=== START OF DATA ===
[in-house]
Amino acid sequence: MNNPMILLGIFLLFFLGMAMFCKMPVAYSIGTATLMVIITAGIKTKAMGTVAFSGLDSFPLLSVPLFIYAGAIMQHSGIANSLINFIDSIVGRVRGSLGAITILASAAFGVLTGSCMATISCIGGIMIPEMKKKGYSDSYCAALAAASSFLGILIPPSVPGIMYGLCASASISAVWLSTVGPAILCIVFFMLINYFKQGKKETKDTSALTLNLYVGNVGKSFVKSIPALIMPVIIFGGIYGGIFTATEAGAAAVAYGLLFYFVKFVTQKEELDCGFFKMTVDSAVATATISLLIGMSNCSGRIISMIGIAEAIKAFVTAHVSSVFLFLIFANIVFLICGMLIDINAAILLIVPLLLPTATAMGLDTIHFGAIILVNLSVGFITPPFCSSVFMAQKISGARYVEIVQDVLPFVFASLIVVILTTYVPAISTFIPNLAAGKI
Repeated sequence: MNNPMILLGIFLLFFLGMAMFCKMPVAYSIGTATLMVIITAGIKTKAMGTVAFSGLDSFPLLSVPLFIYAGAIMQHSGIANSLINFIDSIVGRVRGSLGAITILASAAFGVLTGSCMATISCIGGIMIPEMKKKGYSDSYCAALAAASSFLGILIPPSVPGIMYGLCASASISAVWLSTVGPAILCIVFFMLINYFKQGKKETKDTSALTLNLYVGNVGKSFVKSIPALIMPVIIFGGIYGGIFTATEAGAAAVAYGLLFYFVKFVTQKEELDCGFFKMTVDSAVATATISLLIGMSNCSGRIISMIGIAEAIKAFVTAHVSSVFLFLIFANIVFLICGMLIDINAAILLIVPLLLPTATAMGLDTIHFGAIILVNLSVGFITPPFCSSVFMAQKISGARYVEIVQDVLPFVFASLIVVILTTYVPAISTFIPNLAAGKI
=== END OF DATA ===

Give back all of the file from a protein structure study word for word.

[in-house]
Amino acid sequence: MNNPMILLGIFLLFFLGMAMFCKMPVAYSIGTATLMVIITAGIKTKAMGTVAFSGLDSFPLLSVPLFIYAGAIMQHSGIANSLINFIDSIVGRVRGSLGAITILASAAFGVLTGSCMATISCIGGIMIPEMKKKGYSDSYCAALAAASSFLGILIPPSVPGIMYGLCASASISAVWLSTVGPAILCIVFFMLINYFKQGKKETKDTSALTLNLYVGNVGKSFVKSIPALIMPVIIFGGIYGGIFTATEAGAAAVAYGLLFYFVKFVTQKEELDCGFFKMTVDSAVATATISLLIGMSNCSGRIISMIGIAEAIKAFVTAHVSSVFLFLIFANIVFLICGMLIDINAAILLIVPLLLPTATAMGLDTIHFGAIILVNLSVGFITPPFCSSVFMAQKISGARYVEIVQDVLPFVFASLIVVILTTYVPAISTFIPNLAAGKI
Repeated sequence: MNNPMILLGIFLLFFLGMAMFCKMPVAYSIGTATLMVIITAGIKTKAMGTVAFSGLDSFPLLSVPLFIYAGAIMQHSGIANSLINFIDSIVGRVRGSLGAITILASAAFGVLTGSCMATISCIGGIMIPEMKKKGYSDSYCAALAAASSFLGILIPPSVPGIMYGLCASASISAVWLSTVGPAILCIVFFMLINYFKQGKKETKDTSALTLNLYVGNVGKSFVKSIPALIMPVIIFGGIYGGIFTATEAGAAAVAYGLLFYFVKFVTQKEELDCGFFKMTVDSAVATATISLLIGMSNCSGRIISMIGIAEAIKAFVTAHVSSVFLFLIFANIVFLICGMLIDINAAILLIVPLLLPTATAMGLDTIHFGAIILVNLSVGFITPPFCSSVFMAQKISGARYVEIVQDVLPFVFASLIVVILTTYVPAISTFIPNLAAGKI